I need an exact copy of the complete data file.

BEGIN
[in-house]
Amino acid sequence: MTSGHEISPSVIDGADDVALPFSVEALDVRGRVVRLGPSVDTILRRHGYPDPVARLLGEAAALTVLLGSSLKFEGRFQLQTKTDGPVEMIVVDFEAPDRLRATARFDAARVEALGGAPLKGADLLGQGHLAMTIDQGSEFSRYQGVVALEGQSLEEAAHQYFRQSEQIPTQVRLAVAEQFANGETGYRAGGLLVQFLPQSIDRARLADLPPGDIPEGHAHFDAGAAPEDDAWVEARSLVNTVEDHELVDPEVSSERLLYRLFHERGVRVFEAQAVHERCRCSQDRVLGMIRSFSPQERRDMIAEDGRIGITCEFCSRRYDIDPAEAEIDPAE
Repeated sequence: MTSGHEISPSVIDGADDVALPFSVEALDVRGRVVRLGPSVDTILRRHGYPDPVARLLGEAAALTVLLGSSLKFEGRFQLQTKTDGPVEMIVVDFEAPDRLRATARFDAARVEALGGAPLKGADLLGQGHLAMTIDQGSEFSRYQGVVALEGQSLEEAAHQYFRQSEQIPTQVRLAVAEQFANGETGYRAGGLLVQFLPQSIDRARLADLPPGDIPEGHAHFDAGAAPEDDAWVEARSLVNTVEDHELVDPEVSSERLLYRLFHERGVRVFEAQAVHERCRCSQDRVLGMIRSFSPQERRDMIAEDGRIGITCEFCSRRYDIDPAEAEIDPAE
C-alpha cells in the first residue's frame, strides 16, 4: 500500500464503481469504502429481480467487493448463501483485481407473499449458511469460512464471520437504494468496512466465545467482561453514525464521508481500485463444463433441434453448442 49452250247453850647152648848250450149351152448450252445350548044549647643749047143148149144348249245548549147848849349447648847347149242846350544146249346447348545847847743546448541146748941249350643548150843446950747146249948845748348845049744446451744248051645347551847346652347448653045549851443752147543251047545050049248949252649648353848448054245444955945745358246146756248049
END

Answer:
[in-house]
Amino acid sequence: MTSGHEISPSVIDGADDVALPFSVEALDVRGRVVRLGPSVDTILRRHGYPDPVARLLGEAAALTVLLGSSLKFEGRFQLQTKTDGPVEMIVVDFEAPDRLRATARFDAARVEALGGAPLKGADLLGQGHLAMTIDQGSEFSRYQGVVALEGQSLEEAAHQYFRQSEQIPTQVRLAVAEQFANGETGYRAGGLLVQFLPQSIDRARLADLPPGDIPEGHAHFDAGAAPEDDAWVEARSLVNTVEDHELVDPEVSSERLLYRLFHERGVRVFEAQAVHERCRCSQDRVLGMIRSFSPQERRDMIAEDGRIGITCEFCSRRYDIDPAEAEIDPAE
Repeated sequence: MTSGHEISPSVIDGADDVALPFSVEALDVRGRVVRLGPSVDTILRRHGYPDPVARLLGEAAALTVLLGSSLKFEGRFQLQTKTDGPVEMIVVDFEAPDRLRATARFDAARVEALGGAPLKGADLLGQGHLAMTIDQGSEFSRYQGVVALEGQSLEEAAHQYFRQSEQIPTQVRLAVAEQFANGETGYRAGGLLVQFLPQSIDRARLADLPPGDIPEGHAHFDAGAAPEDDAWVEARSLVNTVEDHELVDPEVSSERLLYRLFHERGVRVFEAQAVHERCRCSQDRVLGMIRSFSPQERRDMIAEDGRIGITCEFCSRRYDIDPAEAEIDPAE
C-alpha cells in the first residue's frame, strides 16, 4: 500500500464503481469504502429481480467487493448463501483485481407473499449458511469460512464471520437504494468496512466465545467482561453514525464521508481500485463444463433441434453448442 49452250247453850647152648848250450149351152448450252445350548044549647643749047143148149144348249245548549147848849349447648847347149242846350544146249346447348545847847743546448541146748941249350643548150843446950747146249948845748348845049744446451744248051645347551847346652347448653045549851443752147543251047545050049248949252649648353848448054245444955945745358246146756248049